The undermining of marriage – This is one reason often stated as a reason not to reform the law. However, the proposals for reforms to date when looked at don’t appear to undermine marriage in anyway. The suggested reforms do not call for cohabitants to be treated the same as married people/civil partners. Some countries, such as New Zealand and Australia, do treat cohabitants and married couples equally once they have lived together for a period of time or have had a child together. The reforms proposed here for England and Wales though are not about extinguishing the difference between cohabiting and married people/civil partners but are just about creating a basic legal safety net for cohabiting couples. We can’t ignore the fact that the reality is more and more couples for whatever reason are choosing not to get married or enter into a civil partnership, the law has to keep up with modern times to ensure everyone is protected.

Imposing rights on couples who do not want them – This is another reason put forward to oppose reform. Of course, some couples choose cohabitation because they do not want to the legal obligations of marriage/a civil partnership and couples should have choice. The reforms being suggested though would provide for choice as cohabiting couples would be able to opt out of legal protections, so they would be able to exercise and preserve their autonomy.

The complexity of implementing a new system – Those opposed to reforms feel it would be too complicated to implement, for instance how would you define cohabitating and who would qualify for protection under a new system? Couldn’t this however be addressed in careful and clear drafting and looking at how other countries where cohabitation protections already exist deal with matters? In countries that operate legal frameworks for cohabitants it seems that the law is only be used by couples who were in lengthy, committed relationships with children.

Review of divorce law – The government have previously ruled out looking at better legal protections for cohabiting couples until existing reviews on divorce have concluded. This could take many years though. Is there really any reason why reviewing divorce law should prevent the government from pursuing a review of law regarding cohabitants now? Aren’t they separate issues? As mentioned above cohabiting couples are the fastest growing family type therefore many consider it untenable for reforms for this family type to be put on hold until divorce laws are reviewed.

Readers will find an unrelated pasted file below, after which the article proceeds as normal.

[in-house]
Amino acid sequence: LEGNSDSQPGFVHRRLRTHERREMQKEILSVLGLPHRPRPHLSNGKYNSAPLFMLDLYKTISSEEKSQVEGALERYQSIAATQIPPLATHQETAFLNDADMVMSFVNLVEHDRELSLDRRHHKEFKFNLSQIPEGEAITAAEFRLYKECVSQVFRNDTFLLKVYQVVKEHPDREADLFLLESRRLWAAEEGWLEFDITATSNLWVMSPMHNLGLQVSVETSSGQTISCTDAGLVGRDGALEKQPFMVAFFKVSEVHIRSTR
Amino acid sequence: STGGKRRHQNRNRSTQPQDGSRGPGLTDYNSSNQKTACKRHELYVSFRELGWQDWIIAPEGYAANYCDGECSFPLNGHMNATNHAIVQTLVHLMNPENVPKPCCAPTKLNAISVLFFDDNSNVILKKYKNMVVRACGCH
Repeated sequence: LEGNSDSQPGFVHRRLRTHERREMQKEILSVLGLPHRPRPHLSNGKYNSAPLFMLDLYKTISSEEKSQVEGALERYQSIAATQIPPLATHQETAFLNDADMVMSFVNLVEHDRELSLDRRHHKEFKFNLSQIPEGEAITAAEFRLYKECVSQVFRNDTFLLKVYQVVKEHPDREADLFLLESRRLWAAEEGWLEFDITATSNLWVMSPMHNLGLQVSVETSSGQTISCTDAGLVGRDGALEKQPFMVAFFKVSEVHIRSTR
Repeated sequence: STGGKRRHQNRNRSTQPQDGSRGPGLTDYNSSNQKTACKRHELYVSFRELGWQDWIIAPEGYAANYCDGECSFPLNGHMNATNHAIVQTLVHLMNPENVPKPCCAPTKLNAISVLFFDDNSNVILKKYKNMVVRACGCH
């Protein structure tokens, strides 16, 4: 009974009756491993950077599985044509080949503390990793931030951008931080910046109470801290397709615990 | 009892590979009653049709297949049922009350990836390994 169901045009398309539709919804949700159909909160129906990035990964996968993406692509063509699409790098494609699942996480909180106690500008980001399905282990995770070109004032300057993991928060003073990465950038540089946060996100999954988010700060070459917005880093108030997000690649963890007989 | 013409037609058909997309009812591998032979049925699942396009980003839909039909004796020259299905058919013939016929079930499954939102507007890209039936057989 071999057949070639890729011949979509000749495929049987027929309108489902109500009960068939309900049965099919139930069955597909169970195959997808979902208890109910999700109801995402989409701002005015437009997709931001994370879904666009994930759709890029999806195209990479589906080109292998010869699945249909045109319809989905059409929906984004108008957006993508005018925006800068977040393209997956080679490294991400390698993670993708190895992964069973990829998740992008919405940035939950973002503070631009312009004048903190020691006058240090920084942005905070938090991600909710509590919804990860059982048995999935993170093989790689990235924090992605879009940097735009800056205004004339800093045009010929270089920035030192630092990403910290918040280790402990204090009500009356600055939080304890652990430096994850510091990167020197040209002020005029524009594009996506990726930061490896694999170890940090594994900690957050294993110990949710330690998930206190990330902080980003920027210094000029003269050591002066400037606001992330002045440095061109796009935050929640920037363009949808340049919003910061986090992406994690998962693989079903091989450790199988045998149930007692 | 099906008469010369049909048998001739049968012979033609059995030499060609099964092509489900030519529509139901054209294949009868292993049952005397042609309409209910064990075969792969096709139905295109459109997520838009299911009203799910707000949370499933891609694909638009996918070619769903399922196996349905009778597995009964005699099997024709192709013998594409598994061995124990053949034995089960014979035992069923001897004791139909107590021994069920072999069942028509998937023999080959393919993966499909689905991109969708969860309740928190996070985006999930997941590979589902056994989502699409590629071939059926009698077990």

Cohabitation reform could be back on the political agenda. The Shadow Attorney General, Emily Thornberry MP, stated at the Labour Party Conference in October that a Labour government would reform the law for cohabiting couples.

Resolution has been arguing for many years for reform and hopes all political parties will commit to reforming the law in this area to help prevent millions of couples being put at significant financial risk. These reforms are an important part of Resolution’s Vision for Family Justice, which are changes Resolution suggest are needed to family justice in order to better serve separating couples and their children.

For now, pending any change in the law it is often advisable for couples who are living together to enter into a declaration of trust to govern their interests in any property and/or get a cohabitation agreement in place to deal with the broader financial and practical aspects to the relationship. A cohabitation agreement helps to provide certainty and helps ensure the couple entering into the relationship are doing so with their eyes open and with a clear understanding of what the financial arrangements are intended to be during the relationship and what will take place in the event that the relationship doesn’t work out.

If you are not married/in a civil partnership and are living together with your partner or are intending to live together and want to seek legal advice about your circumstances, please do not hesitate to contact us.

To keep up to date with Resolution’s campaign for change you can find details on their website or follow them on twitter/X at @ResFamilyLaw.